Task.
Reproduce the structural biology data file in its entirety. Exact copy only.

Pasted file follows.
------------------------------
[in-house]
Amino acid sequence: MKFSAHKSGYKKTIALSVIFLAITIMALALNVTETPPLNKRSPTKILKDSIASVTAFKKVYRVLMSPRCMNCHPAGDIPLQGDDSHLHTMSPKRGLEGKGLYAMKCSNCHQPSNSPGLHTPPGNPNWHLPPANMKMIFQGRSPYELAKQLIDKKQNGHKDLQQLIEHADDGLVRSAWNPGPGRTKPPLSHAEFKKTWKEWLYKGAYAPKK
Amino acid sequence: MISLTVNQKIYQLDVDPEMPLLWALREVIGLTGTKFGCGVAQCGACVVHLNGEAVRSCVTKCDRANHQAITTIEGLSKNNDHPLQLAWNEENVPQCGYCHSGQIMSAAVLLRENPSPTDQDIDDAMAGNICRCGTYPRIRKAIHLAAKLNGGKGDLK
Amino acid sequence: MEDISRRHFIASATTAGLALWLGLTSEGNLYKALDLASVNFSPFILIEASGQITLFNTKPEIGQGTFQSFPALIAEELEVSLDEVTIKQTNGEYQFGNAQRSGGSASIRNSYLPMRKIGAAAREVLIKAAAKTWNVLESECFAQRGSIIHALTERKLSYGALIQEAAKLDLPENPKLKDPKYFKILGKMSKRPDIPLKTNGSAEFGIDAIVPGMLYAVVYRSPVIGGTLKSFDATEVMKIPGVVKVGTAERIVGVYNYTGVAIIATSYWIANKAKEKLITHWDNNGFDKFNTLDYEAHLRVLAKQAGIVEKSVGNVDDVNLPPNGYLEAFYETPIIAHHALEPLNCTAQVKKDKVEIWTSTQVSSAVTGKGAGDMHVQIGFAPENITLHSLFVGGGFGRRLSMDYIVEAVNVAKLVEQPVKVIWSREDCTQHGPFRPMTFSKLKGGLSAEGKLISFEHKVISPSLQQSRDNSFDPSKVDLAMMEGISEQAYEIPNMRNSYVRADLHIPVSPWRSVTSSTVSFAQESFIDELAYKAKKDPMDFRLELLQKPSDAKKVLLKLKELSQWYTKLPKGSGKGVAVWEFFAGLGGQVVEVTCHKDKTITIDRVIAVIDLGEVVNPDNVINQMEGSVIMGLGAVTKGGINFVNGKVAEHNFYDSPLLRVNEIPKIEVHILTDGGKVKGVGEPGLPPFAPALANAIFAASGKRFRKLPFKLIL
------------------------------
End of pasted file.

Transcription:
[in-house]
Amino acid sequence: MKFSAHKSGYKKTIALSVIFLAITIMALALNVTETPPLNKRSPTKILKDSIASVTAFKKVYRVLMSPRCMNCHPAGDIPLQGDDSHLHTMSPKRGLEGKGLYAMKCSNCHQPSNSPGLHTPPGNPNWHLPPANMKMIFQGRSPYELAKQLIDKKQNGHKDLQQLIEHADDGLVRSAWNPGPGRTKPPLSHAEFKKTWKEWLYKGAYAPKK
Amino acid sequence: MISLTVNQKIYQLDVDPEMPLLWALREVIGLTGTKFGCGVAQCGACVVHLNGEAVRSCVTKCDRANHQAITTIEGLSKNNDHPLQLAWNEENVPQCGYCHSGQIMSAAVLLRENPSPTDQDIDDAMAGNICRCGTYPRIRKAIHLAAKLNGGKGDLK
Amino acid sequence: MEDISRRHFIASATTAGLALWLGLTSEGNLYKALDLASVNFSPFILIEASGQITLFNTKPEIGQGTFQSFPALIAEELEVSLDEVTIKQTNGEYQFGNAQRSGGSASIRNSYLPMRKIGAAAREVLIKAAAKTWNVLESECFAQRGSIIHALTERKLSYGALIQEAAKLDLPENPKLKDPKYFKILGKMSKRPDIPLKTNGSAEFGIDAIVPGMLYAVVYRSPVIGGTLKSFDATEVMKIPGVVKVGTAERIVGVYNYTGVAIIATSYWIANKAKEKLITHWDNNGFDKFNTLDYEAHLRVLAKQAGIVEKSVGNVDDVNLPPNGYLEAFYETPIIAHHALEPLNCTAQVKKDKVEIWTSTQVSSAVTGKGAGDMHVQIGFAPENITLHSLFVGGGFGRRLSMDYIVEAVNVAKLVEQPVKVIWSREDCTQHGPFRPMTFSKLKGGLSAEGKLISFEHKVISPSLQQSRDNSFDPSKVDLAMMEGISEQAYEIPNMRNSYVRADLHIPVSPWRSVTSSTVSFAQESFIDELAYKAKKDPMDFRLELLQKPSDAKKVLLKLKELSQWYTKLPKGSGKGVAVWEFFAGLGGQVVEVTCHKDKTITIDRVIAVIDLGEVVNPDNVINQMEGSVIMGLGAVTKGGINFVNGKVAEHNFYDSPLLRVNEIPKIEVHILTDGGKVKGVGEPGLPPFAPALANAIFAASGKRFRKLPFKLIL